STUDENT PERSPECTIVES ON PARTICIPATING IN WEBHEADS, A COMMUNITY OF ONLINE LANGUAGE LEARNERS AND TEACHERS
This presentation will report on progress with a student-teacher project in an online ESL class called Writing for Webheads. WfW is a unique example of a well established (online since 1998) yet informal community of self directed learners and teachers interested in developing language learning and teaching skills through exploration of free online CMC (computer-mediated communication) tools ranging from a simple email list and a complex of personal homepages, to synchronous meetings online utilizing voice and webcam conferencing. Online events include a logged live chat session every week, occasional online conference presentations such as this one, and spontaneous instant messaging sessions incorporating text, voice, and video (to the extent possible by participants - not required).
Presenters in this session will include students who will, in conjunction with the teacher participants, prepare a paper discussing positive aspects of their participation in the community as well as negative ones. Positive aspects include communicative sharing with teachers and other language learners on genres ranging from free discussion to longer debates on the world situation, as seen from different viewpoints in countries as diverse as Indonesia, Germany, Australia, India, etc. Besides surmounting geopolitical borders between students and teachers, distinctions between learners and teachers diminish as they inform each other on their best practices and get answers to all kinds of questions pertaining to use of CMC tools.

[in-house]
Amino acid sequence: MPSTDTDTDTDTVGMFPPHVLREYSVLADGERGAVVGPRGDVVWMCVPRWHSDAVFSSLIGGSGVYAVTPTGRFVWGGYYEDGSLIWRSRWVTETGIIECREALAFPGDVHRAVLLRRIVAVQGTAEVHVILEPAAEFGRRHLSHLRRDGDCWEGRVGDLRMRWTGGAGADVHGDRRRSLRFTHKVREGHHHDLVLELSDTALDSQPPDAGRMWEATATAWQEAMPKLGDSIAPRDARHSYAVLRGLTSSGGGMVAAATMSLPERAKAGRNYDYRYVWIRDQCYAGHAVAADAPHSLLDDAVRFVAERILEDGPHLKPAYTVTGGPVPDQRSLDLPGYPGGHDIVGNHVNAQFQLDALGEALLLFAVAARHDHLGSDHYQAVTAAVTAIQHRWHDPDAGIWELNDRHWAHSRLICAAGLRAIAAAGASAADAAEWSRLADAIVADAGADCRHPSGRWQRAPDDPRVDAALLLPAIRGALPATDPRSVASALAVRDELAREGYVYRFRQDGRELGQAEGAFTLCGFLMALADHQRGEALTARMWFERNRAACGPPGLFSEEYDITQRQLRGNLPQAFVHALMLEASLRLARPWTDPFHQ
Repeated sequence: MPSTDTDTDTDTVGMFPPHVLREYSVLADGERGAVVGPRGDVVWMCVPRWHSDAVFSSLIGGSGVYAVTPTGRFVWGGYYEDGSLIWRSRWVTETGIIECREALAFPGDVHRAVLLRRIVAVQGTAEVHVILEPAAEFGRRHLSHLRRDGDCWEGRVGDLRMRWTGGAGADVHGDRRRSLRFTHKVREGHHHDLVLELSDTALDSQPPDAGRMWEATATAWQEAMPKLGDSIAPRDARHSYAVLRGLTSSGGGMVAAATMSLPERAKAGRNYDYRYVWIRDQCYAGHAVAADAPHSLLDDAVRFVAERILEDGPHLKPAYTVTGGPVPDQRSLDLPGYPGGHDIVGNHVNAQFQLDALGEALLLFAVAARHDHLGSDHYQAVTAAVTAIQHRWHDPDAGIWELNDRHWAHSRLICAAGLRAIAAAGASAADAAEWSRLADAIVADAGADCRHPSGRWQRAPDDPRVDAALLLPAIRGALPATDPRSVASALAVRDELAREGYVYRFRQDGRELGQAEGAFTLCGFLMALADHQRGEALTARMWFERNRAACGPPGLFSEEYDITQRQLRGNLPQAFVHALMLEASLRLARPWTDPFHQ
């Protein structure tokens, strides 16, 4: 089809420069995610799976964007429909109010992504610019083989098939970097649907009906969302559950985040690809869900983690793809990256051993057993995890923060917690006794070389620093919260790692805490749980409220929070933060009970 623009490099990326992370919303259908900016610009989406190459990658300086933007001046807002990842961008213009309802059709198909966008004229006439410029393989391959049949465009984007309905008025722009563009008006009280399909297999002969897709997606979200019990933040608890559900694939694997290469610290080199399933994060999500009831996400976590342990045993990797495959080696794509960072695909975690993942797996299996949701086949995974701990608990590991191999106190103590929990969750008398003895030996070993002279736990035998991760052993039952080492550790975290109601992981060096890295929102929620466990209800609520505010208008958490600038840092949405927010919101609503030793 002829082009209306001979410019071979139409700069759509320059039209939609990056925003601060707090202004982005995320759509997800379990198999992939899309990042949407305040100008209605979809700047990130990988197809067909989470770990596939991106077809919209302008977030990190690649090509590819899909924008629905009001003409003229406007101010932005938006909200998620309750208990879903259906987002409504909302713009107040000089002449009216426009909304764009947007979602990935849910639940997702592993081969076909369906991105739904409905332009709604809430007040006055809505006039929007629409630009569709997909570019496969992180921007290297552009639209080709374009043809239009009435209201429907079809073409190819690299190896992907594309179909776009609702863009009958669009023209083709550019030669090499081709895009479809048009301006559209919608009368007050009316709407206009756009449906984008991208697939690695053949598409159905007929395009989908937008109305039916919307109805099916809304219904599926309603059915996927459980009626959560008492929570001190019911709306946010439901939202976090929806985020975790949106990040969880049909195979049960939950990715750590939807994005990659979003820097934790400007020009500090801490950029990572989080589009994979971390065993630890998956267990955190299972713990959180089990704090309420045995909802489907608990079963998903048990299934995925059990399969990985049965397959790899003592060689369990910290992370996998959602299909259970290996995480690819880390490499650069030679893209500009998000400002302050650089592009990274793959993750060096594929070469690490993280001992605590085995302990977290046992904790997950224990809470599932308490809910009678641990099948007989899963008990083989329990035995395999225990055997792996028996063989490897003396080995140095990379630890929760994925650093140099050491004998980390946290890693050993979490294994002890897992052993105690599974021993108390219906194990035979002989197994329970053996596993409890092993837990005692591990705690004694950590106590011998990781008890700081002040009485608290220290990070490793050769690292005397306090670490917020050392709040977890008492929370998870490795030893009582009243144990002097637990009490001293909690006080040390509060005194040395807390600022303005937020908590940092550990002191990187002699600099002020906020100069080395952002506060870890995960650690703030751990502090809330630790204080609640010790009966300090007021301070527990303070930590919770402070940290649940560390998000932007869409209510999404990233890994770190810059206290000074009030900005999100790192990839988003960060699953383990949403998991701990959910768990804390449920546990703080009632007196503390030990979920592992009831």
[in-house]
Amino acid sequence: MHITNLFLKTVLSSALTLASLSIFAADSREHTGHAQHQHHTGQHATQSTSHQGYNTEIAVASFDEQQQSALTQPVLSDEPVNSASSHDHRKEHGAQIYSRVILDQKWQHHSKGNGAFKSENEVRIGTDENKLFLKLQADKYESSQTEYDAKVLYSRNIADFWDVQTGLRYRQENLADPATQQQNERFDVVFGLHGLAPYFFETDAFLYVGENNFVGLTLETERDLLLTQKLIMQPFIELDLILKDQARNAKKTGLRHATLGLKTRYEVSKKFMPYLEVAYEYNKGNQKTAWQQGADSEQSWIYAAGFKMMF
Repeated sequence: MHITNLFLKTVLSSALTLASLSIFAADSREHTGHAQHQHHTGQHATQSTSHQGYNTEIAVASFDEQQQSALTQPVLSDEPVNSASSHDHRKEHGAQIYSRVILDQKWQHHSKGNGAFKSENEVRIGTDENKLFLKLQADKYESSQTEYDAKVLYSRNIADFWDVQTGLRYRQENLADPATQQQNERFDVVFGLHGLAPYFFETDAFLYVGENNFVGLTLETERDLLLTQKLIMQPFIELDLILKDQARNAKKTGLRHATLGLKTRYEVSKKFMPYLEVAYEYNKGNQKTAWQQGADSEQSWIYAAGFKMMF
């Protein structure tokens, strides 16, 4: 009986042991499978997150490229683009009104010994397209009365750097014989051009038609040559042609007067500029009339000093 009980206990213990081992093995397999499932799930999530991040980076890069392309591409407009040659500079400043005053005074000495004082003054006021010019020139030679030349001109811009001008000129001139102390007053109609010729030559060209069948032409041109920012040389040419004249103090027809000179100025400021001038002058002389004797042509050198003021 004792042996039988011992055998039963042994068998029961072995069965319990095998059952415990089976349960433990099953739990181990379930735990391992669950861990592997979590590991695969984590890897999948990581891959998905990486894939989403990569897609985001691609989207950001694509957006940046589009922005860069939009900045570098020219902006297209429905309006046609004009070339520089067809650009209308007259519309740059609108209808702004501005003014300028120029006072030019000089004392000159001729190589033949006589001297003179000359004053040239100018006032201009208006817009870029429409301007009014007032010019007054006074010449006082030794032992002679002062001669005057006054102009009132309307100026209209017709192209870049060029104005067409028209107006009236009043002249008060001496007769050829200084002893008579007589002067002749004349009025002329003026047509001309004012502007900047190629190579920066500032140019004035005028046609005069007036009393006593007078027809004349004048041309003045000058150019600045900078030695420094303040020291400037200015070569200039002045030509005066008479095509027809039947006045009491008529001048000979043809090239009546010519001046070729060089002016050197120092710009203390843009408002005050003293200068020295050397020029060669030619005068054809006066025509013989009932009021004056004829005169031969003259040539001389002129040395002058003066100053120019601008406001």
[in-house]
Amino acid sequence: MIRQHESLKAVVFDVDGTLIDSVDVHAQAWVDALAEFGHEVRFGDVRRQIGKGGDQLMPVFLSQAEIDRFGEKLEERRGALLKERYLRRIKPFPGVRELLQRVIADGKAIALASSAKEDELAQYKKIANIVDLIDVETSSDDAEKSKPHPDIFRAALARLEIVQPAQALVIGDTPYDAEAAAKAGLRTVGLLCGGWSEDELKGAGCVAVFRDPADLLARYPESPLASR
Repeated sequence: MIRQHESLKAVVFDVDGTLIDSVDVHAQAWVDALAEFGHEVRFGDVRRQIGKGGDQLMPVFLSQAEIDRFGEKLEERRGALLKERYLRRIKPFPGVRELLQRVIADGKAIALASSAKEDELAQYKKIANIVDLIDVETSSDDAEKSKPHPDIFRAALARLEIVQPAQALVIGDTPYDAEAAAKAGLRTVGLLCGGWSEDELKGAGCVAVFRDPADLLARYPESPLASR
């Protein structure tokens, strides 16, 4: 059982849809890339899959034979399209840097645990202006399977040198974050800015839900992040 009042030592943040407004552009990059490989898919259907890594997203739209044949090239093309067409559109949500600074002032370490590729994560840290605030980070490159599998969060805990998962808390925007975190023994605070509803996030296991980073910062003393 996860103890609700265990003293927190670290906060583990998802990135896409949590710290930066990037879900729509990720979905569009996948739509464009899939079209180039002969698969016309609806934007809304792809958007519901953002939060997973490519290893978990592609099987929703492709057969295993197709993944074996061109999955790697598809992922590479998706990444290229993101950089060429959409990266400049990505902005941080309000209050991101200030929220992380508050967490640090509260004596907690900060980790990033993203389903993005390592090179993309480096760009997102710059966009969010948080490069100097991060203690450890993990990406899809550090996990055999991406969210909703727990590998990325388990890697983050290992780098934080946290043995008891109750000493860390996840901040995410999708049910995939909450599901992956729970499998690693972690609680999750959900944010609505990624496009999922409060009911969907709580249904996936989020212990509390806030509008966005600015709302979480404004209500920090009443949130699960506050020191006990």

On the negative side, students find it hard to follow the discussions, the topics are sometimes beyond their grasp, and sometimes teacher-related matters predominate, and consequently students sometimes report feeling alienated. However, the student participants are motivated in learning English and are willing to use CMCs in their learning processes, and indicate that overall they find Webheads beneficial to their learning.
Our paper will present evidence of trust and commitment throughout the activities, ranging from help with Powerpoint presentations put online, co-production of websites, and keeping of commitments to participate in regular weekly sessions as well as to meet online with people at conferences as in the present case. As time and willingness of online participants allows, the Webheads teacher and student panelists can augment our presentation with a brief tour of the Webheads web pages, as well as Tapped In, Yahoo Messenger voice and/or video conference chat, and iVisit.
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